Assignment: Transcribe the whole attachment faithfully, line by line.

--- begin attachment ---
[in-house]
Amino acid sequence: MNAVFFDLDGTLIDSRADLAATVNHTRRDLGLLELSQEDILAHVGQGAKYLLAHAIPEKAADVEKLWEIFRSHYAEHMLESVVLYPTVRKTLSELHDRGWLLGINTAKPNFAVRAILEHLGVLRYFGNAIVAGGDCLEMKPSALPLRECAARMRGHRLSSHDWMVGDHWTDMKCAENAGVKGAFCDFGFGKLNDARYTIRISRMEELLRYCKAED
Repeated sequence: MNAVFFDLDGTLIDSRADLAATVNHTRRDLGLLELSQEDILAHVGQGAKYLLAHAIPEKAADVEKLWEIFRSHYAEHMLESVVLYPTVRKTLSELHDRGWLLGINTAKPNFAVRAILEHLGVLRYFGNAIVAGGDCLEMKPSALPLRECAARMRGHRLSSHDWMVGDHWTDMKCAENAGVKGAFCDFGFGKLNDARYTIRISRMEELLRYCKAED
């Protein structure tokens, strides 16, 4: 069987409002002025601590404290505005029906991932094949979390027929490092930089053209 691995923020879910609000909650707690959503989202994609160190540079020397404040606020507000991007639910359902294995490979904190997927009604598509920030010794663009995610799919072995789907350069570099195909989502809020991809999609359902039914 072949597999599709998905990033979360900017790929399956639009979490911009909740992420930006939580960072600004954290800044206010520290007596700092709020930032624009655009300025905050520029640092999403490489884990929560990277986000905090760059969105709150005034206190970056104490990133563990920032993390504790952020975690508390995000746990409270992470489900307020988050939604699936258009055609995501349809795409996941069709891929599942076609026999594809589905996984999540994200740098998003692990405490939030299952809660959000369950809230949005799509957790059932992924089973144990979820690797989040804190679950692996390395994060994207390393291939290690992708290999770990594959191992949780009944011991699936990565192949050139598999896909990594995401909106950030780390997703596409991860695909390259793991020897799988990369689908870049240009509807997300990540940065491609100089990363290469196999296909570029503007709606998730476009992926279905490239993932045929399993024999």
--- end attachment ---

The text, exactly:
[in-house]
Amino acid sequence: MNAVFFDLDGTLIDSRADLAATVNHTRRDLGLLELSQEDILAHVGQGAKYLLAHAIPEKAADVEKLWEIFRSHYAEHMLESVVLYPTVRKTLSELHDRGWLLGINTAKPNFAVRAILEHLGVLRYFGNAIVAGGDCLEMKPSALPLRECAARMRGHRLSSHDWMVGDHWTDMKCAENAGVKGAFCDFGFGKLNDARYTIRISRMEELLRYCKAED
Repeated sequence: MNAVFFDLDGTLIDSRADLAATVNHTRRDLGLLELSQEDILAHVGQGAKYLLAHAIPEKAADVEKLWEIFRSHYAEHMLESVVLYPTVRKTLSELHDRGWLLGINTAKPNFAVRAILEHLGVLRYFGNAIVAGGDCLEMKPSALPLRECAARMRGHRLSSHDWMVGDHWTDMKCAENAGVKGAFCDFGFGKLNDARYTIRISRMEELLRYCKAED
């Protein structure tokens, strides 16, 4: 069987409002002025601590404290505005029906991932094949979390027929490092930089053209 691995923020879910609000909650707690959503989202994609160190540079020397404040606020507000991007639910359902294995490979904190997927009604598509920030010794663009995610799919072995789907350069570099195909989502809020991809999609359902039914 072949597999599709998905990033979360900017790929399956639009979490911009909740992420930006939580960072600004954290800044206010520290007596700092709020930032624009655009300025905050520029640092999403490489884990929560990277986000905090760059969105709150005034206190970056104490990133563990920032993390504790952020975690508390995000746990409270992470489900307020988050939604699936258009055609995501349809795409996941069709891929599942076609026999594809589905996984999540994200740098998003692990405490939030299952809660959000369950809230949005799509957790059932992924089973144990979820690797989040804190679950692996390395994060994207390393291939290690992708290999770990594959191992949780009944011991699936990565192949050139598999896909990594995401909106950030780390997703596409991860695909390259793991020897799988990369689908870049240009509807997300990540940065491609100089990363290469196999296909570029503007709606998730476009992926279905490239993932045929399993024999």